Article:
News / USA

Honeybees Still Disappearing in the US

Beekeepers and scientist acknowledge the decline of Honeybees in US
Beekeepers and scientist acknowledge the decline of Honeybees in US

Honeybees, which are very important to agriculture, continue to disappear at alarming rates in the United States. And the cause of this disappearance is still elusive. While at least one recent study seems to point to pesticides as the problem, the US Agriculture Department has also found parasites causing general weakness among bee colonies. 

Beekeepers around the country are struggling to keep their honeybees alive.  According to the US Department of Agriculture the losses around the country are between 50 and 90 percent.

"Our losses for the last couple of years have averaged better than 60 percent a year," David Hackenberg stated. He is one of the largest beekeepers on the East Coast of the United States. He has worked with bees for the last 48 years. He blames the disappearance of his bees on pesticides.

"The farmers, the horticulture people, the gardeners are pouring out all kinds of chemicals out here on the field, going in our soil and the stuff is coming back up in the plants," he said. "The unfortunate thing about this is that if this stuff is getting in the plants is also getting in the food."

Hackenberg says the problem is especially evident in the wax the bees produce. "The wax absorbs most of the stuff.  The wax is just full of pesticides," he said.

During the winter Hackenberg moves most of his bees to Florida.  As the spring comes in, he starts traveling north towards Pennsylvania with the bees, renting them to farmers, for weeks at a time, to pollinate all types of crops.  About a third of the U.S. food supply, in fact, comes from crops that are pollinated by insects. "Our bees move about 12,000 miles (19,000 kilometers) a year on the back of a truck," he explained.

Bees fly free during the day and then return to their hive at night.  That is when Hackenberg packs them back into the trucks and moves on to the next crop.

The mysterious disappearance of bees began about seven years ago in the U.S. and Europe.  Eventually the phenomenon was labeled "colony collapse disorder," or "CCD."  But while they now have a name for it, scientists still do not have a clear explanation for the problem.

At the U.S. Agriculture Department's bee research lab in Maryland, Jeff Pettis is the research leader.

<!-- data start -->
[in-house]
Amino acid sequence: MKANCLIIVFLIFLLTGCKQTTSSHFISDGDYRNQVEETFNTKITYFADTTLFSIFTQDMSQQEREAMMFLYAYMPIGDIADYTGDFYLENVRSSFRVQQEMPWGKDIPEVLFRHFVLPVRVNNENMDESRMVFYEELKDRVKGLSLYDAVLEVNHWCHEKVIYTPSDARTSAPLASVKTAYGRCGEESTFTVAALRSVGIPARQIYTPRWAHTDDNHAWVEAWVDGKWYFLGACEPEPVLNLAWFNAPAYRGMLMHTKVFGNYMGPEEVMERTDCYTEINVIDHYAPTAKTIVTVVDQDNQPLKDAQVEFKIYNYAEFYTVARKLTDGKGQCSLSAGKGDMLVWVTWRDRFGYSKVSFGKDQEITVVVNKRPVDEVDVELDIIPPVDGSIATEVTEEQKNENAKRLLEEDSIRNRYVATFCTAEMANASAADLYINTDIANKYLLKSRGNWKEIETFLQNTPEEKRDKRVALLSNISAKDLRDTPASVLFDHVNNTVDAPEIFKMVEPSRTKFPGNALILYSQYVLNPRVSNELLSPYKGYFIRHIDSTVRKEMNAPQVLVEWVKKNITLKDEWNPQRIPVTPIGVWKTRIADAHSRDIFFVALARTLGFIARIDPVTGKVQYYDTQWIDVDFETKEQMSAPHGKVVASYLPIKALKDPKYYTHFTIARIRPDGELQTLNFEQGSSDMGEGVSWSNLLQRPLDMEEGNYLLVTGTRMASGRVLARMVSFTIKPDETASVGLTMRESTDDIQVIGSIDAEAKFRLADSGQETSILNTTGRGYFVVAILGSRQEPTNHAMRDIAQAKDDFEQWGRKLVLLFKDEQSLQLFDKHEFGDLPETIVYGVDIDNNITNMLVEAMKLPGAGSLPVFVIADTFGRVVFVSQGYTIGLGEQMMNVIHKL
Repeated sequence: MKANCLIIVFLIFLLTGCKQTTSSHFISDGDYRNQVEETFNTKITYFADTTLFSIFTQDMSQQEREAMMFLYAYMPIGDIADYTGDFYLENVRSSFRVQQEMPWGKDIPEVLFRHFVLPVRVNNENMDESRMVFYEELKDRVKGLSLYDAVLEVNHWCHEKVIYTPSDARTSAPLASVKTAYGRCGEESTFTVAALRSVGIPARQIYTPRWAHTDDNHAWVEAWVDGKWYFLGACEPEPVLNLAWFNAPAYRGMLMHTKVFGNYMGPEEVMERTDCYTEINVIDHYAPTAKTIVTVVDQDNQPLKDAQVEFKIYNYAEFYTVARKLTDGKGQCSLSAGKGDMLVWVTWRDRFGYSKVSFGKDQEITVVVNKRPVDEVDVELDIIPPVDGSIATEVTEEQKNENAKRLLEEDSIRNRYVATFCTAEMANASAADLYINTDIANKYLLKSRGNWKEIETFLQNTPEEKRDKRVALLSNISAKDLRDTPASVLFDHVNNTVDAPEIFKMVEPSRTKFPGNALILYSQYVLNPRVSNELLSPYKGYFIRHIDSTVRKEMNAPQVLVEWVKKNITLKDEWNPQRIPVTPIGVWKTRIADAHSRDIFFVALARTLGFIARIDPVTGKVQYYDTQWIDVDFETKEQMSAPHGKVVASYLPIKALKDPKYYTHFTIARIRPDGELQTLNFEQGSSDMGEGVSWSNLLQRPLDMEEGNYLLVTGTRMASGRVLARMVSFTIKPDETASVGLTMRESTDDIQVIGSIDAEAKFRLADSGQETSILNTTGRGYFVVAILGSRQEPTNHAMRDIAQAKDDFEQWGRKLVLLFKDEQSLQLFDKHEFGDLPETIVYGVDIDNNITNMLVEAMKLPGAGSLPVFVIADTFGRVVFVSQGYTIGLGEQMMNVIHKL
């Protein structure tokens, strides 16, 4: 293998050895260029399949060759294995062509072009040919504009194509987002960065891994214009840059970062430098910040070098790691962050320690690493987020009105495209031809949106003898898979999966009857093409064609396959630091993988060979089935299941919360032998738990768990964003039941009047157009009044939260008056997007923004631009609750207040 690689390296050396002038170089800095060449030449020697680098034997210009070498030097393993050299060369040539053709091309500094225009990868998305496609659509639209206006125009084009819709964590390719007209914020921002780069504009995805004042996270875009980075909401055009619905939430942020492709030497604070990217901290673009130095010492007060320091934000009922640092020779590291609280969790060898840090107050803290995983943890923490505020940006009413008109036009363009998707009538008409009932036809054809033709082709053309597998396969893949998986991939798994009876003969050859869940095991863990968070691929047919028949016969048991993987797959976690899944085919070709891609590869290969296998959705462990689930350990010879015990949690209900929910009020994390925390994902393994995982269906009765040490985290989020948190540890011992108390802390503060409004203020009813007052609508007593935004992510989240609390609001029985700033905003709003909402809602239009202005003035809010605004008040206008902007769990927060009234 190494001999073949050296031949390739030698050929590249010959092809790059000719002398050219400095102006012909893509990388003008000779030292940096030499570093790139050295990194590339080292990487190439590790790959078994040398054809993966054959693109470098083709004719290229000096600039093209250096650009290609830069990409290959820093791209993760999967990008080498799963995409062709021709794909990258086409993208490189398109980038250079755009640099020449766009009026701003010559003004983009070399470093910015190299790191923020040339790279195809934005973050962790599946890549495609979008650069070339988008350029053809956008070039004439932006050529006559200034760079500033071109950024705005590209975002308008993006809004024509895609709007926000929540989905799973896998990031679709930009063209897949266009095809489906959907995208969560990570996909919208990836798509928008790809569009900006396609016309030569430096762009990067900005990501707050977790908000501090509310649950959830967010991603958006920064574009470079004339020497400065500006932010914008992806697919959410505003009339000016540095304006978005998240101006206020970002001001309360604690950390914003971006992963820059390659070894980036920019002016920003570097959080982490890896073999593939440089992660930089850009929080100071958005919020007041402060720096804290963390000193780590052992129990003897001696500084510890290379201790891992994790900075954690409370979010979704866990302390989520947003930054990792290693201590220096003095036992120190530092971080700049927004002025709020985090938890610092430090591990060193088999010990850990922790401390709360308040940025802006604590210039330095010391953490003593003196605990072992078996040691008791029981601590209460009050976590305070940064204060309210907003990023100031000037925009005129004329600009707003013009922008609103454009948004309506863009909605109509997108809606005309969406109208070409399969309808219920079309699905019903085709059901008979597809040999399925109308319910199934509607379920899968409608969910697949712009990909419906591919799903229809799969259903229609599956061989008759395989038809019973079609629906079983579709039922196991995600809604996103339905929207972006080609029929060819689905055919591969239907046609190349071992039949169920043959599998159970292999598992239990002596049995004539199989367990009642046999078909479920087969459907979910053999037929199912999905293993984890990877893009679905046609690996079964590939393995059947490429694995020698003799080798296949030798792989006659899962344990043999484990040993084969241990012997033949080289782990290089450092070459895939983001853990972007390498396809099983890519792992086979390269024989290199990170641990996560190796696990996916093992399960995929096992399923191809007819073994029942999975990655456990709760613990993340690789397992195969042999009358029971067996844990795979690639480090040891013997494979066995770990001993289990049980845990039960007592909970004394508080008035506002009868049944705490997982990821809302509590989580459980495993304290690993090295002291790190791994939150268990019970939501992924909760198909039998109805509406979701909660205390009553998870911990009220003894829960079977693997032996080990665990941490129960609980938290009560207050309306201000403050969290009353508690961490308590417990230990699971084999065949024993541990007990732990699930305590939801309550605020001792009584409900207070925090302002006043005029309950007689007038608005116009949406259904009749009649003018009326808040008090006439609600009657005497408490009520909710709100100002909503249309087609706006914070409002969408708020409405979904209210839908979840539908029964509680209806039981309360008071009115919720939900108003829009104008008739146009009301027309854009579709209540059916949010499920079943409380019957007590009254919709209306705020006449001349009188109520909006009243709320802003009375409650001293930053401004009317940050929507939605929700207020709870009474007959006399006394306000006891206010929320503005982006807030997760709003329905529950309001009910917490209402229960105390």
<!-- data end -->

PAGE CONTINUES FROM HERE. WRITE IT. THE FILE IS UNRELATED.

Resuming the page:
"We think there is some group of interaction between things like poor nutrition, pesticide exposure and pathogens.  So I would point to those three things as adding enough stress to the colony that then that colony is susceptible to the pathogens to the viruses and bacteria."

Pennsylvania State University recently released the results of a large study on honeybees.  It found an average of six different pesticides in the honey, wax and dead bees that were studied.  Some samples had more than 80.  Pettis participated in the research. "What we found was that there were a variety of pesticides that were in the pollen, the wax and the bees themselves," he says, "so there was a lot of exposure."

While most studies are designed to show the effects of one pesticide at a time, research into combinations of pesticides is just beginning.

"Penn State, the lab here, several labs around the country are beginning to combine different pesticides together and look at the synergy of it as it goes on," Pettis said.

Pettis says no research has yet shown enough evidence to declare pesticides as the only reason the bees are disappearing.  He says the bee colonies that have collapsed show high disease levels, but scientists have not been able to explain how that happens. "The only clear signal that we see is that when the bees die they have high levels of viruses and pathogens," he explained.

Research indicates that poor nutrition among bees is mostly due to large fields of single crops, which leave the bees without enough variety in their diet. There are other theories as well, but all of them seem to point in the same direction as David Hackenberg's outlook:

"I don't think the future is good," Hackenberg says, "It's going to take a long time to clean up our environment.  We contaminated our environment to the point that is going to take a long time to reverse it."

Report narrated by Elizabeth Lee

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